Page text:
I held the book closed. It’s very unpleasant I hear.

She gave me a look I knew which said something like: such dark sights I have seen, mortal woman, which you could not imagine. I gave her a look back which said: stop pissing about, dead woman.

There are some images which are literally unforgettable I’ve been told which neither time nor death can erase. So let’s leave this one to the end user.

She shrugged. Another of her “living” gestures. I got on the phone to the office and arranged for a van to come straight away.

I was about to say let’s go back up when Blanka detached herself from me and went to the door. I was going to say there wouldn’t be anything behind it when she opened it, and afternoon sunlight fell into the room.

Through the doorway I could see a ruined building like a temple surrounded by undergrowth.

garden

Blanka had a distinct expression on her face somewhere between surprise and resentment. She stayed to one side of the door with air of not wanting to step through accidentally. I moved closer but I also had no intention of passing that threshold.

Blanka closed the door and spoke.

The Choronzon Sanctuary. It used to be in my country.

What happened to it?

The communists destroyed it I heard.

This time the door opened on a quite different view, a noisy room full of women working in cubicles. A telephone exchange  I thought. Nothing sinister there, although it was odd to be staring at the living past, if that’s what it was. One of the standing women glanced at me.

room

The third time there was a gloomy room with stone walls and and a window. As the interior door swung open you could see something like a wooden operating table in the foreground. There were heavy steps coming closer. Katya didn’t need telling to shut the door quickly.

door
The fourth time there was a desert landscape. There were the remains of a wooden building in the foreground. A distinctly cold breeze blew through at us. I still had no inclination to step through.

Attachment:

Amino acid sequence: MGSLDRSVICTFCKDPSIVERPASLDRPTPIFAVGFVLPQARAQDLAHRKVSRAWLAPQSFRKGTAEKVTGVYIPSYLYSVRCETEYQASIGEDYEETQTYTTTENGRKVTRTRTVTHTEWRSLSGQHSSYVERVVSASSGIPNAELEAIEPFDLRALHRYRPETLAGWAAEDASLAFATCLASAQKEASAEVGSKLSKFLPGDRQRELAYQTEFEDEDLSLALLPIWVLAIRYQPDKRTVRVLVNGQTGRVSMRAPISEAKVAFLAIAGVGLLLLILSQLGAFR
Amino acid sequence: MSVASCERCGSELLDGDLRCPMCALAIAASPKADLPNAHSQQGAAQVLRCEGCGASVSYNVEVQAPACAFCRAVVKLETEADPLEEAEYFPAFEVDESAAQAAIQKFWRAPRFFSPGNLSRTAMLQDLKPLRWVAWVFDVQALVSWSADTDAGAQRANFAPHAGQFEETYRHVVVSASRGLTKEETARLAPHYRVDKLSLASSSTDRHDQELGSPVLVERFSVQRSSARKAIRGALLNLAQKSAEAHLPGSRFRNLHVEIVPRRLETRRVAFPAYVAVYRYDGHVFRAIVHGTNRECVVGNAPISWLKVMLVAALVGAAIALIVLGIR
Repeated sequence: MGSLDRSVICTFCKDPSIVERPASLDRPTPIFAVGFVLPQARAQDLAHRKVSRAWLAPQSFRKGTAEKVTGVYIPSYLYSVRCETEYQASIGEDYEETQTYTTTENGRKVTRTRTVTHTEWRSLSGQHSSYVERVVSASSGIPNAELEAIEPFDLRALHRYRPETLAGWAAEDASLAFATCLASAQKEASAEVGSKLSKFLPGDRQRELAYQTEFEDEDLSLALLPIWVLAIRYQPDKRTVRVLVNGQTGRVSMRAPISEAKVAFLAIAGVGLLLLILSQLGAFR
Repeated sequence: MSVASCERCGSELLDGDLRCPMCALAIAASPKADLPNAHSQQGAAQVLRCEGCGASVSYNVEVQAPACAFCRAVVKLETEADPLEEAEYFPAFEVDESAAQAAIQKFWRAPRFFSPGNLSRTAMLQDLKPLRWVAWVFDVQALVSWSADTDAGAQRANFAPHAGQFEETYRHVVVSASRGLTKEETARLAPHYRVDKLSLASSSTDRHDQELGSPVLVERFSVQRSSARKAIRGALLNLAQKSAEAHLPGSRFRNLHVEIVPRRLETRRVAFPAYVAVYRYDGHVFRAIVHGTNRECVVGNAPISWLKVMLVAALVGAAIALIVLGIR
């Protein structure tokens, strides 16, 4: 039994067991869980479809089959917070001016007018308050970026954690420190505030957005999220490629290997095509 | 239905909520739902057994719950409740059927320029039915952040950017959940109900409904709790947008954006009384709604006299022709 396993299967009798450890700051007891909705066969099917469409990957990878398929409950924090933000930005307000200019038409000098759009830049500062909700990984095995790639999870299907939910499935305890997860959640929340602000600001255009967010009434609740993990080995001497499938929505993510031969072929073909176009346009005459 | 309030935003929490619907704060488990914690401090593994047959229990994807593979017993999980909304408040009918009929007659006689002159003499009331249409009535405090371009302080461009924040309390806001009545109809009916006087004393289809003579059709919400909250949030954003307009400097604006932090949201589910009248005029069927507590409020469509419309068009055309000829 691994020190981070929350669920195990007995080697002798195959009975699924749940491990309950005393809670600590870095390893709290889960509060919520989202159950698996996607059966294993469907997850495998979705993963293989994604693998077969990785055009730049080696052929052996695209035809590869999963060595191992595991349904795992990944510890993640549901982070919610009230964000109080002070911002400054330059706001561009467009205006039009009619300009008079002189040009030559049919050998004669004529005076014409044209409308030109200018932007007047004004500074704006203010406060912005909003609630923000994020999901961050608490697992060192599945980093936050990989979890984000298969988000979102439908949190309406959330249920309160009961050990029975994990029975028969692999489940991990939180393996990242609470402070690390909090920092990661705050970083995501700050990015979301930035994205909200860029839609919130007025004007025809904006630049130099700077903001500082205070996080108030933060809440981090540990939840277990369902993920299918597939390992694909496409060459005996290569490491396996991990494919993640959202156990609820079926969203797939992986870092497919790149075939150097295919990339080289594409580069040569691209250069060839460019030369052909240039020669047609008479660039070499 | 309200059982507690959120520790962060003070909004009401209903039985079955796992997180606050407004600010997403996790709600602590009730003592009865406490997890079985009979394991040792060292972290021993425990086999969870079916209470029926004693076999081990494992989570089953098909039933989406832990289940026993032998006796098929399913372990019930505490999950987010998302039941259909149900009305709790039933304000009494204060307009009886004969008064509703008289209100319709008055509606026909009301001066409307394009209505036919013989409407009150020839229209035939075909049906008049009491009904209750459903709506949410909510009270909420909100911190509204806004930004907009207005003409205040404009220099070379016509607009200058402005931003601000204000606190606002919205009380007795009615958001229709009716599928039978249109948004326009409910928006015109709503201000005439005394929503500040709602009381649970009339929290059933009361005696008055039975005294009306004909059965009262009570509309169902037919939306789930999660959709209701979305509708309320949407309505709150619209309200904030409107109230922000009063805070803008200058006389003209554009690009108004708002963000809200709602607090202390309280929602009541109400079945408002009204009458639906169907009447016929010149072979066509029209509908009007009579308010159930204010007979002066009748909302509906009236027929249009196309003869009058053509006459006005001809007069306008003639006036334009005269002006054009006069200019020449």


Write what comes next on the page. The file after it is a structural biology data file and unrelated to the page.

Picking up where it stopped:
Leng, Blanka said.

Desert

 

Once she’d shut the door Blanka said this: The fifth time opens a gate to the Third City.

The van won’t be long. Let’s go up. I wasn’t at all sure about the Third City.

The site was now deserted, with no hint of any building work. Perhaps they all had meetings. It was quiet behind the wooden fencing. There were still some patches of muddy grass and irregular depressions in the ground. Blanka spoke again. Pretty garrulous for her.

There are any number of entrances to the Third City but for each person only a limited number of exits.

She might have been quoting from something, or it could just  have been one of her enigmatic comments.

2

After the excitement of the find I had to work hard in the office listing the books. In the evenings we did normal stuff. We watched DVDs. I tried to explain to Katya why I thought Nicky and Bourne had been lovers. When I couldn’t convince her I put an episode of Hannibal on to illustrate my point that there are plenty of images you wish you hadn’t seen.

That night I dreamed about two women in hooded costumes walking through an empty film studio. Although I was watching in the dream I knew the two women were Blanka and I.

Women in Hooded Dresses - Copy

Something had been going on in my subconscious which burst out late one night.